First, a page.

Defamation defeat sets Sinn Fein back €615,000
Published 18/12/2012 | 05:00
SINN Fein is nursing losses of up to £500,000 (€615,000) after a jury found it had made defamatory and malicious remarks about a prominent businessman in Northern Ireland.
Declan Gormley, the sacked former director of Northern Ireland Water, sued the party and two of its officials – MLA Cathal Boylan and former Assemblyman Willie Clarke.
Sinn Fein was sued over the contents of press releases that referred to Mr Gormley's March 2010 dismissal from the government-owned company by Conor Murphy, the former Sinn Fein minister for regional development.
The party denied the press releases were defamatory, but last Friday a jury found the party had acted with malice.
Last night Mr Gormley, who was awarded £80,000 (€98,000) in damages, said Sinn Fein had refused repeated efforts to settle the case with a public apology.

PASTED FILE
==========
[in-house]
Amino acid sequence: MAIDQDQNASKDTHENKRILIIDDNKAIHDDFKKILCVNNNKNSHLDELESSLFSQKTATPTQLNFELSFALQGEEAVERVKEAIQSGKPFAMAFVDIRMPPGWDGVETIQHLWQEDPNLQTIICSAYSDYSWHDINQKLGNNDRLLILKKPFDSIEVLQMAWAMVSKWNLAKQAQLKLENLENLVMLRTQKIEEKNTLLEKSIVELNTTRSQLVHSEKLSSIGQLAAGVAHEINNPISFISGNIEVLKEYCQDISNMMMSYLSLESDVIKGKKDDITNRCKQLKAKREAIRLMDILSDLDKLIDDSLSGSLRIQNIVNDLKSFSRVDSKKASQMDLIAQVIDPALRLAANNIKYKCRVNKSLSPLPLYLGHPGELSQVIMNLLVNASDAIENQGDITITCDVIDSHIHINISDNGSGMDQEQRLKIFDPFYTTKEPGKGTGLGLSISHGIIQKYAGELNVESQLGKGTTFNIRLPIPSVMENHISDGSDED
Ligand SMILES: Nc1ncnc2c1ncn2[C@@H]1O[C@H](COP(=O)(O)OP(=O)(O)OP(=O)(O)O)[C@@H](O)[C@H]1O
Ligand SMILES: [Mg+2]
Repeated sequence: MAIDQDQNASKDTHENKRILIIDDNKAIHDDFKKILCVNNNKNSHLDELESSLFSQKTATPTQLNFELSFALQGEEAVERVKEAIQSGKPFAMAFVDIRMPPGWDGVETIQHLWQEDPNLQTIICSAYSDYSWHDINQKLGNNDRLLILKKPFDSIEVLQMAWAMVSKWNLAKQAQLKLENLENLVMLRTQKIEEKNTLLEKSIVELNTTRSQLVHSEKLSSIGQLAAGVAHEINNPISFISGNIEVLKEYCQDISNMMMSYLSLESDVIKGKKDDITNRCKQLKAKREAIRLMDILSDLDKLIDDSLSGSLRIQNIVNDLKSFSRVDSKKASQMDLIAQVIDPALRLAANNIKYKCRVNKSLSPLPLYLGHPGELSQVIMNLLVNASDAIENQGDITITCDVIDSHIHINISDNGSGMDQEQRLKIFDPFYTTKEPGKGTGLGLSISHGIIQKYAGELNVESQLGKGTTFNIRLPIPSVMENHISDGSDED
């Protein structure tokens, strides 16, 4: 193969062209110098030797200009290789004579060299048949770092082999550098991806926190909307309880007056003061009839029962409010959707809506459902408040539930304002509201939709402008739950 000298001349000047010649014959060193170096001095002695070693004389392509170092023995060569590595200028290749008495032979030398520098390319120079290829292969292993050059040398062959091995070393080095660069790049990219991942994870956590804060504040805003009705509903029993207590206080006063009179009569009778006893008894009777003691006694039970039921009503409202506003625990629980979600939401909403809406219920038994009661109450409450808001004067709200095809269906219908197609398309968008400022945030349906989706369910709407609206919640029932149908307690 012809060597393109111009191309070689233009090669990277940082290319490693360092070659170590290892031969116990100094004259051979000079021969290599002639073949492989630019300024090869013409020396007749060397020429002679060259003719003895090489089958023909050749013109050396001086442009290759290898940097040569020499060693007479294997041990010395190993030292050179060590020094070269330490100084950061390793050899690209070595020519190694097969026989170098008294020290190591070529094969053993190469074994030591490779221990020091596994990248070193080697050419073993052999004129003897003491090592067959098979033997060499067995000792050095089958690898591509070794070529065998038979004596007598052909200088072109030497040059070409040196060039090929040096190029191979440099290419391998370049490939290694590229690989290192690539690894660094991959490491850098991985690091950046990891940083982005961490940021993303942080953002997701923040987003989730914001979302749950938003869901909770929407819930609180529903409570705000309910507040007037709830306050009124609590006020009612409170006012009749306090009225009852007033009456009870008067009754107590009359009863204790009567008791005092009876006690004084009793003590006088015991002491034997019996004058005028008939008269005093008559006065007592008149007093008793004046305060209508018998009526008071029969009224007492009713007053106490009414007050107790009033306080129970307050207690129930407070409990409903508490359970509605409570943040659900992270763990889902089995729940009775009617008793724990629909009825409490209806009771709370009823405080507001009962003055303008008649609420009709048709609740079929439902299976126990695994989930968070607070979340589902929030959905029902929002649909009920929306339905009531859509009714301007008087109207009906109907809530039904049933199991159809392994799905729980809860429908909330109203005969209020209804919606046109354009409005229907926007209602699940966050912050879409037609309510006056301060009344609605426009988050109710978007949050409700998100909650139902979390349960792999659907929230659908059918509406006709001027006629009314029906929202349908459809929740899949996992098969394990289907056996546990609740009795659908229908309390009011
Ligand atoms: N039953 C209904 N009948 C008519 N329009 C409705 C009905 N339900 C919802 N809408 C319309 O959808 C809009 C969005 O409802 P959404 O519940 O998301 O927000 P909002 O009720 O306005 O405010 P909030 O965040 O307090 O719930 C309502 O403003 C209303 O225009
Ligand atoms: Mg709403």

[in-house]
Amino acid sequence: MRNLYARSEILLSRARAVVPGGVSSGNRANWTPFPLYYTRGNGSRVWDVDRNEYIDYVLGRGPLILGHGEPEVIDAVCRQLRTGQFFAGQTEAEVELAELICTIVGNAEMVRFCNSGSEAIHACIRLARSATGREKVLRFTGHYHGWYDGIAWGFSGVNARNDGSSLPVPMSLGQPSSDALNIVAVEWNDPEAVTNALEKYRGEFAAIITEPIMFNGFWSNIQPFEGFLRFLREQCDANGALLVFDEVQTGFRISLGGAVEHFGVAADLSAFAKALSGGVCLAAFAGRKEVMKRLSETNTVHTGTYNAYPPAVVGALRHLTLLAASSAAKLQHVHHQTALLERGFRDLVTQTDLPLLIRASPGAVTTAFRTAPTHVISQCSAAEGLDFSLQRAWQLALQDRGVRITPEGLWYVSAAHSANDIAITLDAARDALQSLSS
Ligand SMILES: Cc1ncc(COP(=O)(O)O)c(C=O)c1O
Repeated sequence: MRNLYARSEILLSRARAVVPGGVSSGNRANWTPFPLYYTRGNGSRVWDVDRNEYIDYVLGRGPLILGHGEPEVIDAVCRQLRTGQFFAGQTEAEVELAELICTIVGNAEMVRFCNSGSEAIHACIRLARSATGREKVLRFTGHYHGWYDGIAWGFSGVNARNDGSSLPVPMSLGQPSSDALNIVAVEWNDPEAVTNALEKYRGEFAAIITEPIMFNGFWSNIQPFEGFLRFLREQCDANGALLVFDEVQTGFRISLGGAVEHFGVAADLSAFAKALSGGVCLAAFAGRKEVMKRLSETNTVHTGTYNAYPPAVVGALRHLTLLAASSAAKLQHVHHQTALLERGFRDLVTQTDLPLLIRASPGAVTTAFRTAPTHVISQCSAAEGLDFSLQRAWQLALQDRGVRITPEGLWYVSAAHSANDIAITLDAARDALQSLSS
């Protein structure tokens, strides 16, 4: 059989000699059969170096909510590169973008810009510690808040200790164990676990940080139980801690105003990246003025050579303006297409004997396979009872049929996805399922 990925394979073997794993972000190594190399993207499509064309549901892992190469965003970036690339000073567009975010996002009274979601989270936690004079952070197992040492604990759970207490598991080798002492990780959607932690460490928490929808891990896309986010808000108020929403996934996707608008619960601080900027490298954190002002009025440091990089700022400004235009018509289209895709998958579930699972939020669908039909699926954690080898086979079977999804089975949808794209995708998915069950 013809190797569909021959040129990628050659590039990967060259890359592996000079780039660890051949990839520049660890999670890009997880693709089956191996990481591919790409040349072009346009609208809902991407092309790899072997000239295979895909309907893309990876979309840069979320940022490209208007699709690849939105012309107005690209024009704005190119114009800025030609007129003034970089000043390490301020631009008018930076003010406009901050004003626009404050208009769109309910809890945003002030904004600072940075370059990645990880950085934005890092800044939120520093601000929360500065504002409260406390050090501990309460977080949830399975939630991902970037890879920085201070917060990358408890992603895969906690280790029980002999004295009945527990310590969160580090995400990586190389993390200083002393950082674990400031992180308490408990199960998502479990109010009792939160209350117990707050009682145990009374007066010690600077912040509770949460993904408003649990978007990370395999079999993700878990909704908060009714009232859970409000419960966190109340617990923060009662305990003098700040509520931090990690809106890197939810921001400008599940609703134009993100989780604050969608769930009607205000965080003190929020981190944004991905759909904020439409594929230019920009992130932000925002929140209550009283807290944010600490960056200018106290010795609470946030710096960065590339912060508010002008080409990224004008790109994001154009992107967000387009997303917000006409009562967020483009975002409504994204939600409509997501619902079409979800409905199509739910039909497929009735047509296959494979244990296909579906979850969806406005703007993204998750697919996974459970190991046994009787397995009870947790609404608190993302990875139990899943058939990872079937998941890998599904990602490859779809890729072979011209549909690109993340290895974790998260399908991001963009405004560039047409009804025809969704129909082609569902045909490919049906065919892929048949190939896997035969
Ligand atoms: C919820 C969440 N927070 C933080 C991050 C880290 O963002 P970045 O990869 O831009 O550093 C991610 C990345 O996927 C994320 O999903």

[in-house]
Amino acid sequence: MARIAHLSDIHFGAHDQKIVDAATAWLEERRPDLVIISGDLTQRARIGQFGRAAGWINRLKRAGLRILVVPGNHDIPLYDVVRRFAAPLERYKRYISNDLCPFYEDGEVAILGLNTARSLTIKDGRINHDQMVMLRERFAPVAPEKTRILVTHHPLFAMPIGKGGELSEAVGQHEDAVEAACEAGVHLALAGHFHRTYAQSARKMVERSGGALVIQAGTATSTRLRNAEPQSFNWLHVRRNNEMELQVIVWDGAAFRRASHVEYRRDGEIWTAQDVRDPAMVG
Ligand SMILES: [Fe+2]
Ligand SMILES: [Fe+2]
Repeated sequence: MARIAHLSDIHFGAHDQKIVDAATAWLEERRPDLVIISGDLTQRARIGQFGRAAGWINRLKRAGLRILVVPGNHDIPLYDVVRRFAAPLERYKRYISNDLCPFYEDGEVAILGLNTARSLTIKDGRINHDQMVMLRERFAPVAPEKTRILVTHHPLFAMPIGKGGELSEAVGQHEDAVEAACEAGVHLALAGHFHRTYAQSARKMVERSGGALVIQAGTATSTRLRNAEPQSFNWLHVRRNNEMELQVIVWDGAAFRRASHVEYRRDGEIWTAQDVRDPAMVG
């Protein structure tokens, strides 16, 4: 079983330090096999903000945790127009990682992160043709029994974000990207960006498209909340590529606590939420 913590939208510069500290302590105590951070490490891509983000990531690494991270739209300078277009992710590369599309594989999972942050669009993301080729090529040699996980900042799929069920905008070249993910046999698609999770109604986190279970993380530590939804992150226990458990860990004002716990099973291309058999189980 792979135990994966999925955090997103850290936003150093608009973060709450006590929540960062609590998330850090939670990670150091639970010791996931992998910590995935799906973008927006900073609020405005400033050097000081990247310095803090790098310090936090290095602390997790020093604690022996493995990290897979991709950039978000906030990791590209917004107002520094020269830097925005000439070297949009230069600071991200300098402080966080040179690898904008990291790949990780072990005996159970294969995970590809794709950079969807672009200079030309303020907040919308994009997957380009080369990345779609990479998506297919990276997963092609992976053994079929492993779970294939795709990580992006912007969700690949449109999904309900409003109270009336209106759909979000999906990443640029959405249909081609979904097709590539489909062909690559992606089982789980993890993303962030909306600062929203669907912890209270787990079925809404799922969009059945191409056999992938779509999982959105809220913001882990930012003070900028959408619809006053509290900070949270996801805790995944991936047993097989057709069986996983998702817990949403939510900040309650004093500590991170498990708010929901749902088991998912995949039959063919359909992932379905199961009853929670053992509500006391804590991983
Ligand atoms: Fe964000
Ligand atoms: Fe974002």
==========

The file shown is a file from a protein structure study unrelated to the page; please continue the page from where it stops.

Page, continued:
On top of the compensation, Sinn Fein is facing legal costs estimated to exceed £400,000 (€492,000).
"I feel relieved and totally vindicated," Mr Gormley told the Irish Independent.
"I was happy to settle for an acknowledgment (by Sinn Fein) that they were wrong. I was willing to negotiate an agreement that would have satisfied both parties, but they wouldn't."
Mr Gormley insisted that the case was "never about money".
"It was difficult, but I was determined to see it through," said Mr Gormley who was dismissed, along with three other non-executive directors, from NI Water, in March 2010.
Mr Murphy, then Regional Development Minister, removed them from the board following an independent review team investigation into the awarding of contracts.
A subsequent Stormont Public Accounts Committee report was said to have criticised the earlier inquiry and questioned its independence.
Mr Gormley emphatically denied any wrongdoing.
During the hearing, Mr Gormley's legal team claimed they damaged his reputation and were reckless, if not dishonest.
But Sinn Fein contended that neither statement contained any defamatory content. They also claimed a defence of qualified privilege, arguing that the press releases were in response to a campaign of attacks on Mr Murphy mounted by the SDLP with Mr Gormley's collusion.